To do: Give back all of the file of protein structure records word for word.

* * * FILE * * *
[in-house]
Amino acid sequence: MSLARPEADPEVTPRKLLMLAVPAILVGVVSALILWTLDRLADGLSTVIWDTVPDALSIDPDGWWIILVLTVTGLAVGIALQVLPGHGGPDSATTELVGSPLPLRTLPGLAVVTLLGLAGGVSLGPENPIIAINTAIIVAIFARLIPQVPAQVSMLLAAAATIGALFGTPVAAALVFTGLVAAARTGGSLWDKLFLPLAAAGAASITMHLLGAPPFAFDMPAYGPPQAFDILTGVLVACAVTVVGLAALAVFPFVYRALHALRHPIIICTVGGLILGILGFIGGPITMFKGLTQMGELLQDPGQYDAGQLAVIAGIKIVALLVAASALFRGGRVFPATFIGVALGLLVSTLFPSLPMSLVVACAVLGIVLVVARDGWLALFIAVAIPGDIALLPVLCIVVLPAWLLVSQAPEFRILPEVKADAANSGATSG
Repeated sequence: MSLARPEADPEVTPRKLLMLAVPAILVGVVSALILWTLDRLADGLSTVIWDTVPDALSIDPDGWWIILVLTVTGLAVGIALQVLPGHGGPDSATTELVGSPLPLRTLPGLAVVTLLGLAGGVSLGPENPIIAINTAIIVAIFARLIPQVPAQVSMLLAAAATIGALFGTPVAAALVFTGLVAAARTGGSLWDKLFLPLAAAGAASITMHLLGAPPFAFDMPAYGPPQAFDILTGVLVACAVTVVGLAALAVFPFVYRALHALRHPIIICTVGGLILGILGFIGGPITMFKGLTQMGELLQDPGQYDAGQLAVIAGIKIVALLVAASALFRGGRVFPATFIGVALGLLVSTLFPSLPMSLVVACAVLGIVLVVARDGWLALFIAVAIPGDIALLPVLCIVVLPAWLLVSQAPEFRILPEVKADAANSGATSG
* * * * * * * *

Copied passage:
[in-house]
Amino acid sequence: MSLARPEADPEVTPRKLLMLAVPAILVGVVSALILWTLDRLADGLSTVIWDTVPDALSIDPDGWWIILVLTVTGLAVGIALQVLPGHGGPDSATTELVGSPLPLRTLPGLAVVTLLGLAGGVSLGPENPIIAINTAIIVAIFARLIPQVPAQVSMLLAAAATIGALFGTPVAAALVFTGLVAAARTGGSLWDKLFLPLAAAGAASITMHLLGAPPFAFDMPAYGPPQAFDILTGVLVACAVTVVGLAALAVFPFVYRALHALRHPIIICTVGGLILGILGFIGGPITMFKGLTQMGELLQDPGQYDAGQLAVIAGIKIVALLVAASALFRGGRVFPATFIGVALGLLVSTLFPSLPMSLVVACAVLGIVLVVARDGWLALFIAVAIPGDIALLPVLCIVVLPAWLLVSQAPEFRILPEVKADAANSGATSG
Repeated sequence: MSLARPEADPEVTPRKLLMLAVPAILVGVVSALILWTLDRLADGLSTVIWDTVPDALSIDPDGWWIILVLTVTGLAVGIALQVLPGHGGPDSATTELVGSPLPLRTLPGLAVVTLLGLAGGVSLGPENPIIAINTAIIVAIFARLIPQVPAQVSMLLAAAATIGALFGTPVAAALVFTGLVAAARTGGSLWDKLFLPLAAAGAASITMHLLGAPPFAFDMPAYGPPQAFDILTGVLVACAVTVVGLAALAVFPFVYRALHALRHPIIICTVGGLILGILGFIGGPITMFKGLTQMGELLQDPGQYDAGQLAVIAGIKIVALLVAASALFRGGRVFPATFIGVALGLLVSTLFPSLPMSLVVACAVLGIVLVVARDGWLALFIAVAIPGDIALLPVLCIVVLPAWLLVSQAPEFRILPEVKADAANSGATSG